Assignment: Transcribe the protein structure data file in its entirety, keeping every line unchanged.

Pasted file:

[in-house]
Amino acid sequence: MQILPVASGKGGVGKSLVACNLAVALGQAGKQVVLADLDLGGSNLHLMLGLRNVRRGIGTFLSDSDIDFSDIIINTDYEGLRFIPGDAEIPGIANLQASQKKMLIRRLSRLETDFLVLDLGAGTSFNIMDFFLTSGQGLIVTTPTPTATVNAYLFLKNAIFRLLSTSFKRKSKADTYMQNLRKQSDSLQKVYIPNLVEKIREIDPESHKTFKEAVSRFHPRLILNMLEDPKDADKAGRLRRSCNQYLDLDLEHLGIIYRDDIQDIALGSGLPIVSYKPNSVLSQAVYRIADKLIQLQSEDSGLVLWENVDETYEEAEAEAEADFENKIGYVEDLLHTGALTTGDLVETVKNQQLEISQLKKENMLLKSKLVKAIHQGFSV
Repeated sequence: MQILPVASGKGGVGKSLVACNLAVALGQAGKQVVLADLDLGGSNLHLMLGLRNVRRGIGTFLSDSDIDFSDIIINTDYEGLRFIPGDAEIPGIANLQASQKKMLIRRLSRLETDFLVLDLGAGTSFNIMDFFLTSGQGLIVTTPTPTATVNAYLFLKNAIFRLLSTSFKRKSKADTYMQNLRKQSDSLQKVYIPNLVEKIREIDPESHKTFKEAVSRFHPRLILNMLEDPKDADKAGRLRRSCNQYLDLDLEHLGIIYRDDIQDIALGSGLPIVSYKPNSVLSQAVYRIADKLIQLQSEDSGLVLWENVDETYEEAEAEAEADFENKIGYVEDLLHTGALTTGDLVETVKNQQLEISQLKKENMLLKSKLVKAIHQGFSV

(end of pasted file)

[in-house]
Amino acid sequence: MQILPVASGKGGVGKSLVACNLAVALGQAGKQVVLADLDLGGSNLHLMLGLRNVRRGIGTFLSDSDIDFSDIIINTDYEGLRFIPGDAEIPGIANLQASQKKMLIRRLSRLETDFLVLDLGAGTSFNIMDFFLTSGQGLIVTTPTPTATVNAYLFLKNAIFRLLSTSFKRKSKADTYMQNLRKQSDSLQKVYIPNLVEKIREIDPESHKTFKEAVSRFHPRLILNMLEDPKDADKAGRLRRSCNQYLDLDLEHLGIIYRDDIQDIALGSGLPIVSYKPNSVLSQAVYRIADKLIQLQSEDSGLVLWENVDETYEEAEAEAEADFENKIGYVEDLLHTGALTTGDLVETVKNQQLEISQLKKENMLLKSKLVKAIHQGFSV
Repeated sequence: MQILPVASGKGGVGKSLVACNLAVALGQAGKQVVLADLDLGGSNLHLMLGLRNVRRGIGTFLSDSDIDFSDIIINTDYEGLRFIPGDAEIPGIANLQASQKKMLIRRLSRLETDFLVLDLGAGTSFNIMDFFLTSGQGLIVTTPTPTATVNAYLFLKNAIFRLLSTSFKRKSKADTYMQNLRKQSDSLQKVYIPNLVEKIREIDPESHKTFKEAVSRFHPRLILNMLEDPKDADKAGRLRRSCNQYLDLDLEHLGIIYRDDIQDIALGSGLPIVSYKPNSVLSQAVYRIADKLIQLQSEDSGLVLWENVDETYEEAEAEAEADFENKIGYVEDLLHTGALTTGDLVETVKNQQLEISQLKKENMLLKSKLVKAIHQGFSV